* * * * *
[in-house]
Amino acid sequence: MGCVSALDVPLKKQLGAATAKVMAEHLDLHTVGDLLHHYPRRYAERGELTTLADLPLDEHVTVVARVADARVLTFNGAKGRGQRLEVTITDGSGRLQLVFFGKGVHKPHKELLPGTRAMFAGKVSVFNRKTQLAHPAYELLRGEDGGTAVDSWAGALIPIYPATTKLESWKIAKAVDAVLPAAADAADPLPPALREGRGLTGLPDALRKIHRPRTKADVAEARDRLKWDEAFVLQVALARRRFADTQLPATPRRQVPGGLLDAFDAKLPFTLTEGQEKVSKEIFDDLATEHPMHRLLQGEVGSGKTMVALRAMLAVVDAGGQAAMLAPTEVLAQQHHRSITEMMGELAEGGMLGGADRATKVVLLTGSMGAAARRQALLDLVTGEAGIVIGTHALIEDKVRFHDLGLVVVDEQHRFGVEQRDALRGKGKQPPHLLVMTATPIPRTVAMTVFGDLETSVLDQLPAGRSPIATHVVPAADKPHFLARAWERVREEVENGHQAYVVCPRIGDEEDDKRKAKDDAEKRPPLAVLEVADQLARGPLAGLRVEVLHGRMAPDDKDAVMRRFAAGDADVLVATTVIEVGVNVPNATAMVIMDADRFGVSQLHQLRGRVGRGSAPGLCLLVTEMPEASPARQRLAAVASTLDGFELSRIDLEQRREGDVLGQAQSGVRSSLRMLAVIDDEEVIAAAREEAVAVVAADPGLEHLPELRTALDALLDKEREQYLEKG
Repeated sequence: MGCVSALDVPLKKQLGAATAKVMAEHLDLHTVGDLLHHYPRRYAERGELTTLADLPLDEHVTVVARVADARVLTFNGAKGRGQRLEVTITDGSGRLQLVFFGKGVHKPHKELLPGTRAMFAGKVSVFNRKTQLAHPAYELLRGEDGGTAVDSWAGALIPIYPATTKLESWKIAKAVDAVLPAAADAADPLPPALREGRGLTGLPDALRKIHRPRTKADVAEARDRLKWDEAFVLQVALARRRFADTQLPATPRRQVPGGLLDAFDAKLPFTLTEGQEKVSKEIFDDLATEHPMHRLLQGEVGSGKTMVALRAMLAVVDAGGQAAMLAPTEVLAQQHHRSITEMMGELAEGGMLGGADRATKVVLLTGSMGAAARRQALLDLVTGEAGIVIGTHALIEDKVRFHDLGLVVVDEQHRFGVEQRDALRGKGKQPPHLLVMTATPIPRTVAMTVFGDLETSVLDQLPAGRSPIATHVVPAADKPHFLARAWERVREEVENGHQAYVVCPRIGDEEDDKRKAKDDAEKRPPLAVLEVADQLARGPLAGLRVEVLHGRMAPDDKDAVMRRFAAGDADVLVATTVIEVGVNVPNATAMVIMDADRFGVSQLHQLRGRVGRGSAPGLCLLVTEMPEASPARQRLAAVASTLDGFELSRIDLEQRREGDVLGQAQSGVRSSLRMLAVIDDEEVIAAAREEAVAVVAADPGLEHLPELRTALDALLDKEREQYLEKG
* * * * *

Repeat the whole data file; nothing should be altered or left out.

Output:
[in-house]
Amino acid sequence: MGCVSALDVPLKKQLGAATAKVMAEHLDLHTVGDLLHHYPRRYAERGELTTLADLPLDEHVTVVARVADARVLTFNGAKGRGQRLEVTITDGSGRLQLVFFGKGVHKPHKELLPGTRAMFAGKVSVFNRKTQLAHPAYELLRGEDGGTAVDSWAGALIPIYPATTKLESWKIAKAVDAVLPAAADAADPLPPALREGRGLTGLPDALRKIHRPRTKADVAEARDRLKWDEAFVLQVALARRRFADTQLPATPRRQVPGGLLDAFDAKLPFTLTEGQEKVSKEIFDDLATEHPMHRLLQGEVGSGKTMVALRAMLAVVDAGGQAAMLAPTEVLAQQHHRSITEMMGELAEGGMLGGADRATKVVLLTGSMGAAARRQALLDLVTGEAGIVIGTHALIEDKVRFHDLGLVVVDEQHRFGVEQRDALRGKGKQPPHLLVMTATPIPRTVAMTVFGDLETSVLDQLPAGRSPIATHVVPAADKPHFLARAWERVREEVENGHQAYVVCPRIGDEEDDKRKAKDDAEKRPPLAVLEVADQLARGPLAGLRVEVLHGRMAPDDKDAVMRRFAAGDADVLVATTVIEVGVNVPNATAMVIMDADRFGVSQLHQLRGRVGRGSAPGLCLLVTEMPEASPARQRLAAVASTLDGFELSRIDLEQRREGDVLGQAQSGVRSSLRMLAVIDDEEVIAAAREEAVAVVAADPGLEHLPELRTALDALLDKEREQYLEKG
Repeated sequence: MGCVSALDVPLKKQLGAATAKVMAEHLDLHTVGDLLHHYPRRYAERGELTTLADLPLDEHVTVVARVADARVLTFNGAKGRGQRLEVTITDGSGRLQLVFFGKGVHKPHKELLPGTRAMFAGKVSVFNRKTQLAHPAYELLRGEDGGTAVDSWAGALIPIYPATTKLESWKIAKAVDAVLPAAADAADPLPPALREGRGLTGLPDALRKIHRPRTKADVAEARDRLKWDEAFVLQVALARRRFADTQLPATPRRQVPGGLLDAFDAKLPFTLTEGQEKVSKEIFDDLATEHPMHRLLQGEVGSGKTMVALRAMLAVVDAGGQAAMLAPTEVLAQQHHRSITEMMGELAEGGMLGGADRATKVVLLTGSMGAAARRQALLDLVTGEAGIVIGTHALIEDKVRFHDLGLVVVDEQHRFGVEQRDALRGKGKQPPHLLVMTATPIPRTVAMTVFGDLETSVLDQLPAGRSPIATHVVPAADKPHFLARAWERVREEVENGHQAYVVCPRIGDEEDDKRKAKDDAEKRPPLAVLEVADQLARGPLAGLRVEVLHGRMAPDDKDAVMRRFAAGDADVLVATTVIEVGVNVPNATAMVIMDADRFGVSQLHQLRGRVGRGSAPGLCLLVTEMPEASPARQRLAAVASTLDGFELSRIDLEQRREGDVLGQAQSGVRSSLRMLAVIDDEEVIAAAREEAVAVVAADPGLEHLPELRTALDALLDKEREQYLEKG